Bankers invited to Saudi Arabia to pitch for Aramco listing roles

Saudi Aramco has invited banks pitching for roles in its stock market listing, including Citi and Goldman Sachs, for meetings in the kingdom in the coming weeks to make their case. (Reuters)
Updated 08 January 2018
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Bankers invited to Saudi Arabia to pitch for Aramco listing roles

LONDON/DUBAI: Saudi Aramco has invited banks pitching for roles in its stock market listing, including Citi and Goldman Sachs, for meetings in the kingdom in the coming weeks to make their case, according to three banking sources familiar with the matter.
The meetings are an indication that preparations for a 2018 initial public offering, which could be the biggest IPO in history, are progressing despite market speculation it could be delayed or even shelved.
Executives from Citi, Goldman and Deutsche Bank, which are all bidding to be global coordinators for the share sale, are among the teams invited to present their pitches in person, said the three sources, including two bankers who expect to attend the meetings.
The talks will be held at the end of January or beginning of February in the Eastern Province city of Dhahran, where the state oil company is headquartered, they added.
Two of the sources said the talks would involve members of the banks’ equity capital markets teams, executives who would be directly involved in an IPO, rather than top management.
Saudi Aramco, Deutsche Bank, Citi and Goldman Sachs all declined to comment.
The stock market listing of the national champion is a central part of Crown Prince Mohammed bin Salman’s reform drive aimed at restructuring the kingdom’s economy and reducing its dependence on oil revenue.
The government, which aims to float up to 5 percent of the company this year, says Aramco is worth $2 trillion — but several industry experts have questioned whether a valuation that high is realistic.
Aramco had asked the banks to present written pitches last month, according to the sources. The oil giant told bankers not to come up with a valuation, saying it had not provided enough financial information to do so, two of the sources said.
Preparations for the IPO might be gathering speed just as the price of oil has approached $70 per barrel, the highest since mid-2015, giving Aramco a better chance to achieve its desired valuation and become the world’s most expensive company.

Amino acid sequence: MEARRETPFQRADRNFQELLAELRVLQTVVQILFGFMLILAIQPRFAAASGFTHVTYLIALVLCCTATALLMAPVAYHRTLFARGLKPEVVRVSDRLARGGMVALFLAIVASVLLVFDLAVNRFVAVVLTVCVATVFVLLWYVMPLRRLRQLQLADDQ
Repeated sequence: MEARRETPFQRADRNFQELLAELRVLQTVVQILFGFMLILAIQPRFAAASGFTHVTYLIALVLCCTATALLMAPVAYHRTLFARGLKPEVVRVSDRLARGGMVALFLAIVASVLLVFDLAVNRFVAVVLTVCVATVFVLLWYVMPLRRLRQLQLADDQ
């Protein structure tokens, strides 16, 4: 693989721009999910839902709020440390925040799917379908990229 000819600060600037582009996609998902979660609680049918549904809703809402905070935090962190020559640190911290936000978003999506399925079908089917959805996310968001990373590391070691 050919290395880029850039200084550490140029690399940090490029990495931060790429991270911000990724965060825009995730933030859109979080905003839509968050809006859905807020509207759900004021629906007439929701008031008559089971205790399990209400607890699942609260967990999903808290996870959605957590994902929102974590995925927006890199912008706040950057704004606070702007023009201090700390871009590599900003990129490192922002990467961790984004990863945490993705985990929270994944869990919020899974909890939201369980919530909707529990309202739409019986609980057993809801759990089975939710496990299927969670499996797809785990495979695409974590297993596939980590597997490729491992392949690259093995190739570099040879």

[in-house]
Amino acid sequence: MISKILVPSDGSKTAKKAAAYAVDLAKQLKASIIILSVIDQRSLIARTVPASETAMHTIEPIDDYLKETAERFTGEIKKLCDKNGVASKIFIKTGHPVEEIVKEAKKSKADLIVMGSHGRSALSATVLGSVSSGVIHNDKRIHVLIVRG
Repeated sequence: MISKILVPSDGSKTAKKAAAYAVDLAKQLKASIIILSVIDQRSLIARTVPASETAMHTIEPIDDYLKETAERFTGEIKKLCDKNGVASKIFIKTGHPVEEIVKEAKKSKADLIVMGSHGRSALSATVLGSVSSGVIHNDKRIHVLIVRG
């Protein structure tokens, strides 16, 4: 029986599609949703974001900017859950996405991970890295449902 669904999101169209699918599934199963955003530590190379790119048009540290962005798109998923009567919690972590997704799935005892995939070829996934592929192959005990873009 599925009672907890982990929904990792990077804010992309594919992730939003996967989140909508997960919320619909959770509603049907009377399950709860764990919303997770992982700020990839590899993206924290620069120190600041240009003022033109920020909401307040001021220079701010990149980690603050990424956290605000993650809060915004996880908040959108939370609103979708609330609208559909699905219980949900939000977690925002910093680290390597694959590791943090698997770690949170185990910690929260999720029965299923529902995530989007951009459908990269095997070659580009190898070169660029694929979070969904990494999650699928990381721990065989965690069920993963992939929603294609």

CROWN PRINCE
The listing is a mammoth undertaking, and any banks chosen to be global coordinators will join JPMorgan, Morgan Stanley and HSBC, who were appointed last year.
With so many banks expected to share the fee pool, the advisory mandates are not viewed in the industry as particularly lucrative. But bankers see such roles as a gateway to a host of other deals they expect to flow from the kingdom’s plan to revamp its economy. In another sign that plans for the IPO are moving ahead, Saudi Arabia has changed the status of Aramco to a joint-stock company as of Jan. 1, according to a cabinet decree published in the kingdom’s official bulletin last week. The change of status is a requirement for Saudi companies before they can list, a senior Aramco source told Reuters.
However the final decision about if and when the listing takes place rests with Crown Prince Mohammed bin Salman, according to several banking sources.


Saudi Aramco aims to buy controlling stake in SABIC: Sources

Updated 23 July 2018
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Saudi Aramco aims to buy controlling stake in SABIC: Sources

  • Riyadh-listed SABIC, the world’s fourth-biggest petrochemicals firm, has a market capitalization of 385.2 billion Saudi riyals
  • The potential acquisition would affect the time frame of Aramco’s planned initial public offering set for later this year

DUBAI: Saudi Aramco aims to buy a controlling stake in petrochemical maker SABIC, possibly taking the entire 70 percent stake owned by Saudi Arabia’s sovereign wealth fund, two sources familiar with the matter told Reuters.
Late last week Aramco confirmed a Reuters report that it was working on a possible purchase of a “strategic stake” in Saudi Basic Industries Corp. (SABIC) from the Public Investment Fund, the kingdom’s top sovereign wealth fund.
Aramco’s initial thinking is to buy the full stake owned by the Public Investment Fund (PIF), but if that fails to materialize Aramco could end up with a stake in SABIC of more than 50 percent, making it a majority owner, the sources said.
No final decision has been made on the size of the stake as the discussions are still at a very early stage, they added.
Aramco declined to comment. The PIF did not respond to a Reuters request for comment.
Riyadh-listed SABIC, the world’s fourth-biggest petrochemicals firm, has a market capitalization of 385.2 billion Saudi riyals ($103 billion).
The potential acquisition would affect the time frame of Aramco’s planned initial public offering set for later this year, the state oil giant’s chief executive, Amin Nasser, said in a TV interview on Friday.
Aramco plans to boost investments in refining and petrochemicals to secure new markets and sees growth in chemicals as central to its downstream strategy to cut the risk of an oil demand slowdown.
Aramco plans to raise its refining capacity to between 8 million and 10 million barrels per day, from around 5 million bpd now, and double its petrochemicals production by 2030.
Aramco, the world’s largest oil producer, pumps around 10 million bpd of crude oil.